Studies have shown that Bilateral Risk Reduction Mastectomy decreased the risk of developing breast cancer by at least 90 % in moderate to high-risk women and in known BRCA 1/2 mutation carriers. Immediate breast reconstruction is an option in the women undergoing Bilateral Risk Reduction Mastectomy.
Risk Reducing Salpingo-oophorectomy (RRSO)
Women with a BRCA mutation are at increased risk for both breast and ovarian cancers including fallopian tube cancers and primary peritoneal cancers. The poor prognosis associated with these cancers have led the NCCN and other consortiums to include Risk Reducing Bilateral Salpingo-oophorectomy as the standard of care for women falling under this category. Results of a meta-analysis of BRCA carriers have shown an 80% reduction in the risk of ovarian or fallopian tube cancer following Risk Reducing Bilateral Salpingo-oophorectomy.
Risk Reducing Bilateral Salpingo-oophorectomy is generally advised after completion of child-bearing in such women. A small risk (1-4%) of ‘primary peritoneal carcinoma’ has been reported in a few studies. Analysis of these cases showed that patients who developed primary peritoneal carcinoma were older at the time of RRSO. RRSO is also reported to reduce the risk of breast cancer in patients with BRCA mutations. This reduced risk of breast cancer following RRSO may be due to reduced hormonal exposure post oophorectomy. Results of meta-analysis of RRSO in BRCA carriers have reported about 50 % reduction in breast cancer risk following RRSO. Greater reduction in breast cancer risk were observed in women who had a RRSO at 40 years or younger.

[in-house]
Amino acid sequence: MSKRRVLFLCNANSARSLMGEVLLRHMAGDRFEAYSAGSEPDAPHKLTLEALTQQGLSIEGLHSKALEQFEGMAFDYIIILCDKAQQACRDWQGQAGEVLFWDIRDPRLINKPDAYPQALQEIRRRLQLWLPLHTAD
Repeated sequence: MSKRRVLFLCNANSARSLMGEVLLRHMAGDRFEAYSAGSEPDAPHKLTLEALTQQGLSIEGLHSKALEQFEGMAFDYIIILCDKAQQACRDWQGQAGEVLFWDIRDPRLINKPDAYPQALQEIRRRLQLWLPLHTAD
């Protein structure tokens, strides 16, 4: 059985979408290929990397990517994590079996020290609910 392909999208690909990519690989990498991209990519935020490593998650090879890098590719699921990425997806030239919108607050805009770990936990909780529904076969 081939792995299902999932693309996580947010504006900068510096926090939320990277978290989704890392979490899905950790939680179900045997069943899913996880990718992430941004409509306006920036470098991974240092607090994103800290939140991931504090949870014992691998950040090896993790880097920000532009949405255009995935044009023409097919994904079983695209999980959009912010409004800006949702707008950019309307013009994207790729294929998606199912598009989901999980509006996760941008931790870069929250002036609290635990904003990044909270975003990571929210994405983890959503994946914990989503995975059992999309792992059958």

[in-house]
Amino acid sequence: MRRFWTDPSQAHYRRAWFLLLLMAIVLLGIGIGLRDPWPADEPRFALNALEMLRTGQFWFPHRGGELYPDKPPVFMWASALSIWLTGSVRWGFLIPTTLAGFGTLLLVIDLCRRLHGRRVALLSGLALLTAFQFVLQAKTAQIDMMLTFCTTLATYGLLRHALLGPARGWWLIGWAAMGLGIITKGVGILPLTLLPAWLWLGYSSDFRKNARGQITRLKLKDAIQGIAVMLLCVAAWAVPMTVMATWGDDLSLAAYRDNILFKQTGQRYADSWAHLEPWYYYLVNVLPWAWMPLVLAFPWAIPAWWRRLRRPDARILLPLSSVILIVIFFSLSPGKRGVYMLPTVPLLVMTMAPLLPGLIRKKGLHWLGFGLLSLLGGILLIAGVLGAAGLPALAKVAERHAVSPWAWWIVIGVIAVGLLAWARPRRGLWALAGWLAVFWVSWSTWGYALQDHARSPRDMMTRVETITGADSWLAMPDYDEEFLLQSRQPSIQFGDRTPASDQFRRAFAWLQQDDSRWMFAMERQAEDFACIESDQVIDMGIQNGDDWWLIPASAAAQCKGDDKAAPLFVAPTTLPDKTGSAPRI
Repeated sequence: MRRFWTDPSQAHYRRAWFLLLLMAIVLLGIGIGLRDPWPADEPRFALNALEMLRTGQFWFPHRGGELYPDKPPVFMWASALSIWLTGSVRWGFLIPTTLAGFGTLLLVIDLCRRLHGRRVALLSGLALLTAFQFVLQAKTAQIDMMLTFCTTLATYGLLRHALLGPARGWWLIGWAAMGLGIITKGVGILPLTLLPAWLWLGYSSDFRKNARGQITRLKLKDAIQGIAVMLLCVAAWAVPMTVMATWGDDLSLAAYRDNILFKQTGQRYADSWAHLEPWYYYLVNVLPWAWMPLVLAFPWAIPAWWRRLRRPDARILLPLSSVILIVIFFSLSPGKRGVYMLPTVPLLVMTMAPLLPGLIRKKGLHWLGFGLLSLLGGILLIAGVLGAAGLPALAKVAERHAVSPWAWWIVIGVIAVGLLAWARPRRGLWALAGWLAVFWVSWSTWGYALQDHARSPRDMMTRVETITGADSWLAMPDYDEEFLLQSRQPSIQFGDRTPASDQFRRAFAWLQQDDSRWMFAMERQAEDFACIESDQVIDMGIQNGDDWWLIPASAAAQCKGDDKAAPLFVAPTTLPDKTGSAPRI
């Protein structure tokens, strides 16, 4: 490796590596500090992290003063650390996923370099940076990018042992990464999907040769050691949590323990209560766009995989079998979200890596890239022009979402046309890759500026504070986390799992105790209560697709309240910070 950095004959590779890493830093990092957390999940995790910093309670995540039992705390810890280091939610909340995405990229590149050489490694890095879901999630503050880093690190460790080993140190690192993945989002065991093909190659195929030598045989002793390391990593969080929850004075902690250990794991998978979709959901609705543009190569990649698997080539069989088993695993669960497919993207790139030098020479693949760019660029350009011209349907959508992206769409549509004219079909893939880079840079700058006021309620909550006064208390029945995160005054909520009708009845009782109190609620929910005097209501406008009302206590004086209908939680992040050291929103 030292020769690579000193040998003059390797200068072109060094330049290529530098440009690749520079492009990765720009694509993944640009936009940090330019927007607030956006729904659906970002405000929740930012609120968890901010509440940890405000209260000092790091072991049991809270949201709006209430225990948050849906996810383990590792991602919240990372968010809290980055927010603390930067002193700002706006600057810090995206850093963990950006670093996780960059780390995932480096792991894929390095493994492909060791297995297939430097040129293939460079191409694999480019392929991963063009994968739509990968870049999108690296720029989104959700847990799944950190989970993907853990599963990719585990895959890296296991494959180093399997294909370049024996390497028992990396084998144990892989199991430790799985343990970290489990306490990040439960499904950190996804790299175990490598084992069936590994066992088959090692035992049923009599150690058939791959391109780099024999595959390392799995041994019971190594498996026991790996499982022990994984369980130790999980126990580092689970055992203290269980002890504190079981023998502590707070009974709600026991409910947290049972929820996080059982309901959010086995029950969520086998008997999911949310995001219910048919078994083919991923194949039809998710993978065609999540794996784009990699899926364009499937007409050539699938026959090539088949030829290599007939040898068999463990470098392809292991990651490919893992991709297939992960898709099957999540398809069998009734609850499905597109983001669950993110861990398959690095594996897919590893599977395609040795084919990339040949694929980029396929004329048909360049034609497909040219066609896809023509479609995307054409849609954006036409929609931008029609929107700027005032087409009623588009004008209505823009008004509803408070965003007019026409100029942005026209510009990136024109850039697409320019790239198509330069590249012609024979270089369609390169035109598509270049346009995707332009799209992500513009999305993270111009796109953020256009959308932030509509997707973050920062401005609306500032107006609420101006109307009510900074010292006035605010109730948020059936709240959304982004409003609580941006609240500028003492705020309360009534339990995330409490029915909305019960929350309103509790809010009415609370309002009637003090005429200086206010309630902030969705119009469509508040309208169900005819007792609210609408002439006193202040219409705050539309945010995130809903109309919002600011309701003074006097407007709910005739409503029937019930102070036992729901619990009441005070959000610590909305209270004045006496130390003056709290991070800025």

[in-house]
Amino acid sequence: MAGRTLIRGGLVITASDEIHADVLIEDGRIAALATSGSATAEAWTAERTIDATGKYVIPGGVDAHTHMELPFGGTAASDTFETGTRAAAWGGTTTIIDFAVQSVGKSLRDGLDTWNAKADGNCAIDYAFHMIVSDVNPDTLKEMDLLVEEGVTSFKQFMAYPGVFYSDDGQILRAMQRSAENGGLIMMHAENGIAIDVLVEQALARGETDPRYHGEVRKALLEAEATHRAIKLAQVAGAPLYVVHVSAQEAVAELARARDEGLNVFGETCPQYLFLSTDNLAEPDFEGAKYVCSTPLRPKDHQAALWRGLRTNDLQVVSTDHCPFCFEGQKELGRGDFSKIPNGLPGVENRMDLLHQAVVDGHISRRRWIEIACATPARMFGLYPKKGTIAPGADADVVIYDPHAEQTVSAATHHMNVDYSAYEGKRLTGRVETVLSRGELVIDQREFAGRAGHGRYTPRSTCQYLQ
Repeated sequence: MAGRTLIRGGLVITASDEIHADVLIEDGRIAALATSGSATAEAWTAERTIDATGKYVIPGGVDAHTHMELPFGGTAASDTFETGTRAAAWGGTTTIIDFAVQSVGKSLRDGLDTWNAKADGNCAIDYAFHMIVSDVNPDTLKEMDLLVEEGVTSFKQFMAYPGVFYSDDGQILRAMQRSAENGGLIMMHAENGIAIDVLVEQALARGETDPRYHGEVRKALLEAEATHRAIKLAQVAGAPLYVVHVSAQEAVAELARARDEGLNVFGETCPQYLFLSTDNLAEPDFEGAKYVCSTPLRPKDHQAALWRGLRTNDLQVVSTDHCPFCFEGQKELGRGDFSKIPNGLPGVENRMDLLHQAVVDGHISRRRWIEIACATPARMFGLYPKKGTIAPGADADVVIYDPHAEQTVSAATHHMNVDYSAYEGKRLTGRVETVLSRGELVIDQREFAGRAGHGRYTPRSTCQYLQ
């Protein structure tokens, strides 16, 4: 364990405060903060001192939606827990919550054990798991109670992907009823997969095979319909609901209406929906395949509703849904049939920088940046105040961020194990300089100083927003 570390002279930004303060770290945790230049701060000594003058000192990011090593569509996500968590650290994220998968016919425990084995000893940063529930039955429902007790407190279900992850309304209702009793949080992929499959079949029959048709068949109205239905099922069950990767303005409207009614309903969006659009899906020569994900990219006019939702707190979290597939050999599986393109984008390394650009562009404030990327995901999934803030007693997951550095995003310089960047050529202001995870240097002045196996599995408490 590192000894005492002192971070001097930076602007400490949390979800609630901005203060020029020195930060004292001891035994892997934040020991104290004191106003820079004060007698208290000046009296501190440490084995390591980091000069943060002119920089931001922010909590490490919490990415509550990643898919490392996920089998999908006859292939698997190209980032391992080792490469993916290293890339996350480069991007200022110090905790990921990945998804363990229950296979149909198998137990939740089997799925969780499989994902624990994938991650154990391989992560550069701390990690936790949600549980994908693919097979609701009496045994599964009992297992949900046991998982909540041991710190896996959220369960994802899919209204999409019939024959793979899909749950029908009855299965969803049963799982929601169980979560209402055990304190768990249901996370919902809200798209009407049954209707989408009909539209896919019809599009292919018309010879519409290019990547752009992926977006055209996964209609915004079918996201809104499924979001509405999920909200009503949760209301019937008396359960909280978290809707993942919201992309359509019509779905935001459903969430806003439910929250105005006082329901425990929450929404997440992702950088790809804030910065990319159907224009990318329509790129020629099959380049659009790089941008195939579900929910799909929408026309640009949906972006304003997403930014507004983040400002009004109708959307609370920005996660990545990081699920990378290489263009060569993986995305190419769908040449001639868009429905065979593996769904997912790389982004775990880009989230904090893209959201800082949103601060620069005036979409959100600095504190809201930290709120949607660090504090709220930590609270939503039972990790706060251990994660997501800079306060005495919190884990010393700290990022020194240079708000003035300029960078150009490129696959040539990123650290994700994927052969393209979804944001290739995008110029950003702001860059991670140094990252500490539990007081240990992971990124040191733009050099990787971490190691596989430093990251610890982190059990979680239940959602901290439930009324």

NCCN recommends RRSO for women with BRCA mutation between 35-40 years. The panel recommends that a gynecologic oncologist help patients considering RRSO understand how it may impact quality of life.
‘Imagine a World without Cancer’ is clearly a
goal of all cancer patients, experts and organizations. The vision of achieving
long-term control and/or eradicating or curing cancer is far from being
realized, but not impossible. An anti-cancer strategy could be optimised by
integrating variables depending on the tumour as well as the patient.